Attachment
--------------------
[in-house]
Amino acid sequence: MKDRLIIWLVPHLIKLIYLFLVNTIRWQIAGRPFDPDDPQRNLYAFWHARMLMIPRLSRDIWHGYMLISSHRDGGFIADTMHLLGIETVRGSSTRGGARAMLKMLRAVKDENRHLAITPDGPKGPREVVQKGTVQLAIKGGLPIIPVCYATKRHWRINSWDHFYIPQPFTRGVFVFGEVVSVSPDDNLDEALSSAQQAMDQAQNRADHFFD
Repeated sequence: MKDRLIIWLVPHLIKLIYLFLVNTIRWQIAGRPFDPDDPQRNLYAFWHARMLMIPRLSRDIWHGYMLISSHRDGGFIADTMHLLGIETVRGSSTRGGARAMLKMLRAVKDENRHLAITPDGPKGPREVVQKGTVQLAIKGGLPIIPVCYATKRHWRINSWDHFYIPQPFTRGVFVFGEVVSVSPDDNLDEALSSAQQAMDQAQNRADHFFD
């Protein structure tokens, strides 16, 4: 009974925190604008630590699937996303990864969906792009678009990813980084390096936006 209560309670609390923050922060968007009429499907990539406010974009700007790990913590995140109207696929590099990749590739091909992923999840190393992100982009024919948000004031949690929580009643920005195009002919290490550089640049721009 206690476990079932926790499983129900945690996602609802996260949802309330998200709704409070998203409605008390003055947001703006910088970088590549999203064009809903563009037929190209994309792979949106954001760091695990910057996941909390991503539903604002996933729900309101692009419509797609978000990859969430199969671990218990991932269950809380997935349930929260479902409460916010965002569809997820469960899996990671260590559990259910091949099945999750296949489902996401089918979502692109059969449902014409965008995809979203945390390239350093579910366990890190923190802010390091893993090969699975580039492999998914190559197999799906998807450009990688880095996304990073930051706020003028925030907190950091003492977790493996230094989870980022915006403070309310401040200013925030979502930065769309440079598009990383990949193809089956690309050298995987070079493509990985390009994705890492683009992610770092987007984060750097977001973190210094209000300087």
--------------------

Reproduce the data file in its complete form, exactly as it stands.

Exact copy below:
[in-house]
Amino acid sequence: MKDRLIIWLVPHLIKLIYLFLVNTIRWQIAGRPFDPDDPQRNLYAFWHARMLMIPRLSRDIWHGYMLISSHRDGGFIADTMHLLGIETVRGSSTRGGARAMLKMLRAVKDENRHLAITPDGPKGPREVVQKGTVQLAIKGGLPIIPVCYATKRHWRINSWDHFYIPQPFTRGVFVFGEVVSVSPDDNLDEALSSAQQAMDQAQNRADHFFD
Repeated sequence: MKDRLIIWLVPHLIKLIYLFLVNTIRWQIAGRPFDPDDPQRNLYAFWHARMLMIPRLSRDIWHGYMLISSHRDGGFIADTMHLLGIETVRGSSTRGGARAMLKMLRAVKDENRHLAITPDGPKGPREVVQKGTVQLAIKGGLPIIPVCYATKRHWRINSWDHFYIPQPFTRGVFVFGEVVSVSPDDNLDEALSSAQQAMDQAQNRADHFFD
């Protein structure tokens, strides 16, 4: 009974925190604008630590699937996303990864969906792009678009990813980084390096936006 209560309670609390923050922060968007009429499907990539406010974009700007790990913590995140109207696929590099990749590739091909992923999840190393992100982009024919948000004031949690929580009643920005195009002919290490550089640049721009 206690476990079932926790499983129900945690996602609802996260949802309330998200709704409070998203409605008390003055947001703006910088970088590549999203064009809903563009037929190209994309792979949106954001760091695990910057996941909390991503539903604002996933729900309101692009419509797609978000990859969430199969671990218990991932269950809380997935349930929260479902409460916010965002569809997820469960899996990671260590559990259910091949099945999750296949489902996401089918979502692109059969449902014409965008995809979203945390390239350093579910366990890190923190802010390091893993090969699975580039492999998914190559197999799906998807450009990688880095996304990073930051706020003028925030907190950091003492977790493996230094989870980022915006403070309310401040200013925030979502930065769309440079598009990383990949193809089956690309050298995987070079493509990985390009994705890492683009992610770092987007984060750097977001973190210094209000300087």